Thursday, September 17, 2009

Live Oak Well Received ... No Surprise Here

I've worked in the software industry for nearly a decade and a half, and in that time I've seen more than a dozen all-new, innovative, rewritten versions of products deployed to all types of industries and customers. I've seen warm welcomes for bugs finally fixed, seen excitement at new features, even heard a bit of applause here and there. I have, however, never seen the type of enthusiastic reception for a new and improved version of a product that I saw today. Quite simply, I've never seen a developer get a hug from a customer, and I've never felt the level of excitement I felt in the room today.

See, I've worked for years on the support side of a product, the people that listen to the customers, the people that work with the customers through problems and sometimes get the unfortunate job of telling the customer "no, I'm sorry, there's no good way to do that." We, in support, know better than most in the company what our subscribers want, what our subscribers need, and, in most cases, what frustrates our subscribers the most. Historically, though, I've fought a disconnect, a difference of goals between the support organization and the development staff. To varying degrees, in attempting to advocate the subscriber, I've always run into a simple feeling from developers that they know better than I do what needs to be done to make the people who do the work happy.

Imagine my surprise at coming to BoardDocs some 18 months ago and finding an environment with a simply amazing focus on the subscriber, the CUSTOMER, you... Every facet of management, every bit of decision making is made with the subscriber in mind. At least on the support side of the house. As we rolled further into the development cycle and features started getting finalized, decisions started being locked in, I continued to be amazed at the attention paid to the subscriber. Ari has solicited feedback from everyone that works with subscribers, not at intervals, or at decision points, but nearly constantly. We have an open channel to talk to the people that make the decisions regarding what will be done, what will be included, and how it will work, and, not only do we FLOOD that channel with suggestions, but we know they get considered, seriously, every time.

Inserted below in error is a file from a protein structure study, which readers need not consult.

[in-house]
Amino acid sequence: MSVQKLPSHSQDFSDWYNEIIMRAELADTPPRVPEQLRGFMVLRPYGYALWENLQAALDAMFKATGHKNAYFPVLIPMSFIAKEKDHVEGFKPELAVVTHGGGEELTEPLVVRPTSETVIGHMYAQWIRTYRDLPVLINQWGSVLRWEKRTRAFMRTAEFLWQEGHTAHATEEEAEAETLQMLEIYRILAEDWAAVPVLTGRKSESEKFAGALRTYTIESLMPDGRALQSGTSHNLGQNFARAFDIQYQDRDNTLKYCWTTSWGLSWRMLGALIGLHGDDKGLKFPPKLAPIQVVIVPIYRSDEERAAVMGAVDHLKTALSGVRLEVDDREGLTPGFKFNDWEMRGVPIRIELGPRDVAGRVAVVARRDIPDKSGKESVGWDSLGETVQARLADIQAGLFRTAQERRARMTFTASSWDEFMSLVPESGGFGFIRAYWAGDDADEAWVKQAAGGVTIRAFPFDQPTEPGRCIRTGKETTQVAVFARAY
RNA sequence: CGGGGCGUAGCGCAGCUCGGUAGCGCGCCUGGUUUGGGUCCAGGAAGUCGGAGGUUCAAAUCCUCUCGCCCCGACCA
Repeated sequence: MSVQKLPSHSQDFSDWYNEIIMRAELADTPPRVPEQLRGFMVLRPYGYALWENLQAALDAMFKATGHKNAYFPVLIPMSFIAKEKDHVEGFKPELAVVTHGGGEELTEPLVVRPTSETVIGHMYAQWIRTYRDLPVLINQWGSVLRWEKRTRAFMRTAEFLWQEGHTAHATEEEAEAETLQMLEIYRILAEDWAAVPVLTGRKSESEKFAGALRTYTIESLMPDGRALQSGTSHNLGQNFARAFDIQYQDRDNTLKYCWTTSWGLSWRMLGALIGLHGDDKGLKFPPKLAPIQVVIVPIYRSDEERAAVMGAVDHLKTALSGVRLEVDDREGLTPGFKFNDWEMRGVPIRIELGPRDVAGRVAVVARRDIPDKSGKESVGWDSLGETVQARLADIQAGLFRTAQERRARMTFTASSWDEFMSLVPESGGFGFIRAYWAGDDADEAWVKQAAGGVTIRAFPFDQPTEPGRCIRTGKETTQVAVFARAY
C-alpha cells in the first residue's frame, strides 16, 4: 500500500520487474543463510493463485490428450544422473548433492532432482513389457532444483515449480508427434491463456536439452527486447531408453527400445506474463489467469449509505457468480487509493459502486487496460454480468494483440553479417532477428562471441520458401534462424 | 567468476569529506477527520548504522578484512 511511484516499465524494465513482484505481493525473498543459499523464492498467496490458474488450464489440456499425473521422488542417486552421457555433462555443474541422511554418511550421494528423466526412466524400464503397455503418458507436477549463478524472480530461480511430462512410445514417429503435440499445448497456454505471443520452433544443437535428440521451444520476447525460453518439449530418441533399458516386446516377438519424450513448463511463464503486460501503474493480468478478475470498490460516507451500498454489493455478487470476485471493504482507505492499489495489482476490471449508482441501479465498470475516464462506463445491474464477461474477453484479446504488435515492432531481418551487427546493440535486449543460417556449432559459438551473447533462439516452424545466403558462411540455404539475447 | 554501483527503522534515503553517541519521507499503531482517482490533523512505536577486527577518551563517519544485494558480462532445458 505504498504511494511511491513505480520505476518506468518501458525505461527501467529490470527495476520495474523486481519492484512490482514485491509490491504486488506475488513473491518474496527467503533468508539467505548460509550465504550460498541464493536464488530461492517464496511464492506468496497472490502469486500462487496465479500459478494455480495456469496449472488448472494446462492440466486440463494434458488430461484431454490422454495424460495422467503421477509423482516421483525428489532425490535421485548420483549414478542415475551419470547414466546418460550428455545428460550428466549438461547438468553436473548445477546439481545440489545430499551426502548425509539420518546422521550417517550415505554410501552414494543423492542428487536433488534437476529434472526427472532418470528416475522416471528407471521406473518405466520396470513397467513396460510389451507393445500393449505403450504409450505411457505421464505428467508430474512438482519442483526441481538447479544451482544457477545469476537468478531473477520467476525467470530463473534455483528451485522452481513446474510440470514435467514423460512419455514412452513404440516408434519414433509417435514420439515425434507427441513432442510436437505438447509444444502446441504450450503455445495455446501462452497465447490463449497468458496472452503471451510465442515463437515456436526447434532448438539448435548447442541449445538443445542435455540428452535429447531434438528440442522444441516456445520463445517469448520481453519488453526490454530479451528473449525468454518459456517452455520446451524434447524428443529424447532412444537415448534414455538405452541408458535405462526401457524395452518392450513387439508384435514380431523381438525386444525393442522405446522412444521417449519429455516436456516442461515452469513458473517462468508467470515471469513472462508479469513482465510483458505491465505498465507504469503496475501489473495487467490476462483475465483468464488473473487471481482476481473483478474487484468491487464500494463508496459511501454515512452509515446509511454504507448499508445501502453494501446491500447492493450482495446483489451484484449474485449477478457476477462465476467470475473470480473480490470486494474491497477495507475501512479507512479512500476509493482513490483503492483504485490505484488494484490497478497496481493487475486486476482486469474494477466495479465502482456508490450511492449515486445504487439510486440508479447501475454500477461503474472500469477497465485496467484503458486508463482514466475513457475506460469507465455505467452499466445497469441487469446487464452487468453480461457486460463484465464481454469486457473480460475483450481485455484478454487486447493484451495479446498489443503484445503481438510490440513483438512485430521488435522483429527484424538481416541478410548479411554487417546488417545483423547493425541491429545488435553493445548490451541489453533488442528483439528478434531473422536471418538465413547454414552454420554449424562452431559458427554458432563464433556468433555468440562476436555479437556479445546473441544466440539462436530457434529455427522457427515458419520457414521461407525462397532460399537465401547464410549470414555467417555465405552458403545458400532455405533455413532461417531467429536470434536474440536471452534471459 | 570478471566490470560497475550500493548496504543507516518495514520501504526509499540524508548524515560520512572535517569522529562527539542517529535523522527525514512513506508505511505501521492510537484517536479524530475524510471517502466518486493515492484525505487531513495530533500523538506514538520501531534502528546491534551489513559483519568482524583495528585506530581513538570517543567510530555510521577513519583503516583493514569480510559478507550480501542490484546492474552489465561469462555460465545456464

So, you'll forgive my lack of surprise today at the response. Subscribers spoke, we listened, and when we advocated for them, we were listened to. Well, maybe I'm a little surprised. Like I said, developers don't get hugs very often.

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